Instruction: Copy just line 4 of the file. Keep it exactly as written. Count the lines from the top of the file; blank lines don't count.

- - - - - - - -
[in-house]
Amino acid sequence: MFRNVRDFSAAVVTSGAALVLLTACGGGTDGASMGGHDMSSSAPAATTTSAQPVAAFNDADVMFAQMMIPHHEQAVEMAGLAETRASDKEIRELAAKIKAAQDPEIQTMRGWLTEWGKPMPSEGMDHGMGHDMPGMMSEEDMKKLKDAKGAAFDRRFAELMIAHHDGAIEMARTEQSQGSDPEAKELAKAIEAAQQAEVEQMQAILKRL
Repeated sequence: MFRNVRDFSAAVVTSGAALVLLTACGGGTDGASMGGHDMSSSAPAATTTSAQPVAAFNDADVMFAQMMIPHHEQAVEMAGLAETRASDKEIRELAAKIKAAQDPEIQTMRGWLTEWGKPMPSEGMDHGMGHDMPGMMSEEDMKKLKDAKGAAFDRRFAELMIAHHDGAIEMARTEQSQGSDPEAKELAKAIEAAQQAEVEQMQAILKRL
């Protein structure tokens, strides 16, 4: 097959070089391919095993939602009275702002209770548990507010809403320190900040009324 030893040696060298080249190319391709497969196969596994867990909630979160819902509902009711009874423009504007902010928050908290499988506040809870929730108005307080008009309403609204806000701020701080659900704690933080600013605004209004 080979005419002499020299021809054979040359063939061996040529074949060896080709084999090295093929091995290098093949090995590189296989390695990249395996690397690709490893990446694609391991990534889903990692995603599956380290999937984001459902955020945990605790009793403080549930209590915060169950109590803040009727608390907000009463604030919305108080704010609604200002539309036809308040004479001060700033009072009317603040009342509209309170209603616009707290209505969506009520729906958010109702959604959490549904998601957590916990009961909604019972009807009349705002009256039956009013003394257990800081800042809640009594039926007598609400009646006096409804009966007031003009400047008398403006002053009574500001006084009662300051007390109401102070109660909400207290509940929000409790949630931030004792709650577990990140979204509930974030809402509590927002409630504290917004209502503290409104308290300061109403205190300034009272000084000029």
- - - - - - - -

């Protein structure tokens, strides 16, 4: 097959070089391919095993939602009275702002209770548990507010809403320190900040009324 030893040696060298080249190319391709497969196969596994867990909630979160819902509902009711009874423009504007902010928050908290499988506040809870929730108005307080008009309403609204806000701020701080659900704690933080600013605004209004 080979005419002499020299021809054979040359063939061996040529074949060896080709084999090295093929091995290098093949090995590189296989390695990249395996690397690709490893990446694609391991990534889903990692995603599956380290999937984001459902955020945990605790009793403080549930209590915060169950109590803040009727608390907000009463604030919305108080704010609604200002539309036809308040004479001060700033009072009317603040009342509209309170209603616009707290209505969506009520729906958010109702959604959490549904998601957590916990009961909604019972009807009349705002009256039956009013003394257990800081800042809640009594039926007598609400009646006096409804009966007031003009400047008398403006002053009574500001006084009662300051007390109401102070109660909400207290509940929000409790949630931030004792709650577990990140979204509930974030809402509590927002409630504290917004209502503290409104308290300061109403205190300034009272000084000029």